If you missed out on attending this year’s IIeX event in Atlanta, have no fear; we’re here to share some of the key themes we found while attending it. The Insight Innovation Exchange (IIeX) is an innovative, disruptive, and client-driven insights event where companies across North America share ideas and trends happening in the market research industry.
Unilever, Pepsi, Nestle, and many other brands spoke about a wide range of topics from augmented intelligence to AI to ethnography. However, we found three key themes throughout many presentations: behavioral science, agility, and automation.
Solutions Based on Behavioral Science
What if we could identify consumers’ underlying emotions or motivations to improve our understanding of whether they were actually going to purchase a product? Over the past few years, market research has been digging into the “why” behind behaviors to get even deeper below the surface of the insights we deliver to help brands better understand the true drivers of consumers’ behavior.
Many IIeX speakers discussed the importance and rise of behavioral science in market research. There were numerous solutions discussed at IIeX about gathering and analyzing data to understand why consumers make decisions—but market researchers, by and large, are still figuring out how to leverage it.
At GutCheck, we think big data can be used as a possible solution for at least two reasons. First, it gives us access to more data than ever before, including data based on actual behavior from purchasing, web analytics, subscriptions, and more. As a result, big data can reduce the struggles we sometimes have with differences between stated versus observed behavior.
Second, there are big data sources that allow us to understand motivations of our consumers by examining the big 5 personality traits for millions and millions of people. By understanding different personalities, we can begin to realize if being “extroverted” or “conscientious” drives consumers’ purchasing. One panelist at IIeX suggested that behavioral science and the resulting data on motivations behind decision making will be the new normal for market research. We agree that understanding what people don’t tell us in surveys is as important as what they do. Together, these two types of data give us a more well-rounded picture of consumer behavior, and with the right methodology, you can gain this knowledge quickly.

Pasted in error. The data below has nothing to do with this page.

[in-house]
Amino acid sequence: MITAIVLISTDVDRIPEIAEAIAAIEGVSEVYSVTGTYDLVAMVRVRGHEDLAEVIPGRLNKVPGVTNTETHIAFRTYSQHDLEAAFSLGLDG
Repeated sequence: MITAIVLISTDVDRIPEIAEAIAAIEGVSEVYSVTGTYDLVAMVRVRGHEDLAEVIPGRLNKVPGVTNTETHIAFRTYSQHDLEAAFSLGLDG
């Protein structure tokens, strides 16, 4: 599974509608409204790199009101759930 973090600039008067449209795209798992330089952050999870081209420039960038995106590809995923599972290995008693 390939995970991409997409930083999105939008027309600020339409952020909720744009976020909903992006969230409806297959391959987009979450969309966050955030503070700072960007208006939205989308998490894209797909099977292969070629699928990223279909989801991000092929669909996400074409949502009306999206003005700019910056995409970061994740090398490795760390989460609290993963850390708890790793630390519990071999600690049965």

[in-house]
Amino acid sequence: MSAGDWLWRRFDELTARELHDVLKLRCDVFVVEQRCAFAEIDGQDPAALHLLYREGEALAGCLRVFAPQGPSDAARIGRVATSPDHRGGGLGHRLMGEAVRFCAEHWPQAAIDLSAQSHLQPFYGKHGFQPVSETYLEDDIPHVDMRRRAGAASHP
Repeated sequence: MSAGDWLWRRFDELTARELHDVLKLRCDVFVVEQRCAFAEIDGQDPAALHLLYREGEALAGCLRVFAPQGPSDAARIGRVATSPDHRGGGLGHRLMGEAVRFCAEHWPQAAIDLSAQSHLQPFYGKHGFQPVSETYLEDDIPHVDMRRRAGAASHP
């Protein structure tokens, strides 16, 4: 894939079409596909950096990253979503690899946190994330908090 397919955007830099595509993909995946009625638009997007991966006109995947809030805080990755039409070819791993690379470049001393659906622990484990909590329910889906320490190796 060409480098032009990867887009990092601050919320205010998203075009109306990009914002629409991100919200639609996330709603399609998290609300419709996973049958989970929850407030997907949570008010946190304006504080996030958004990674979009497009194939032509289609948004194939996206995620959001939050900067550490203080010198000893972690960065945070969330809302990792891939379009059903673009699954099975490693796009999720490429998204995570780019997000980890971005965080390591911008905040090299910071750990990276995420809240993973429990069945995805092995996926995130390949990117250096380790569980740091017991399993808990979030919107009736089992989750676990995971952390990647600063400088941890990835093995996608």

It’s All About Agility and Speed
We’ve been talking about agility and speed since we were founded—so this is kind of old news to us. However, every organization, including ours, strives to constantly up the ante when it comes to doing things faster. Startups, in particular, are willing to fail fast and larger organizations have to be prepared to compete with them or else fail to beat them to market. So we all need to do things cheaper and faster, without sacrificing quality, but these things go hand in hand. Luckily, technology makes it less of a tradeoff between the two.
But companies aren’t just increasing their agility for cost purposes, but also doing it to rapidly iterate and get quick answers. So when we say it’s all about agility and speed, we actually mean it’s about faster and better decision making. More specifically, getting better, faster decision making but with new insights and better quality information. We heard the phrase “insights on demand” mentioned frequently. We currently provide our clients with access to our platform so they can see qualitative and quantitative insights as they happen. How? Insights on demand are possible primarily due to automation.
Automation Is Table Stakes
It’s actually surprising to find that automation is still being talked about, as we feel it’s a must-have and should already be incorporated in organizational processes. You have to have some type of automation to be competitive in any industry these days. But we do recognize that automation, in combination with technology, drives our ability to become more agile, so it’s worth talking about. One presentation stated that there are three levels of automation as it relates to market research:
- Standardizing processes
- Automating methodologies
- Interpreting insights
But some market researchers are still on the fence as to how automation will impact their day-to-day lives. In fact, the 2018 GreenBook Research Industry Trends (GRIT) Report showed a decrease in the adoption of automation. But we agree with GreenBook in that “another question to consider is when does automation cease to be automation and simply become mainstream?”
Each year, it’s more likely that we view automation differently and that the automated processes we have adopted don’t feel like automation, but have just become standard. Further, market research is a slow-moving snail and it will take time for automation to have a more recognizable impact on us and our clients. So even if you haven’t yet fully seen changes take place as a result of automation, increased agility, or behavioral science, IIeX tells us you probably will sometime this year.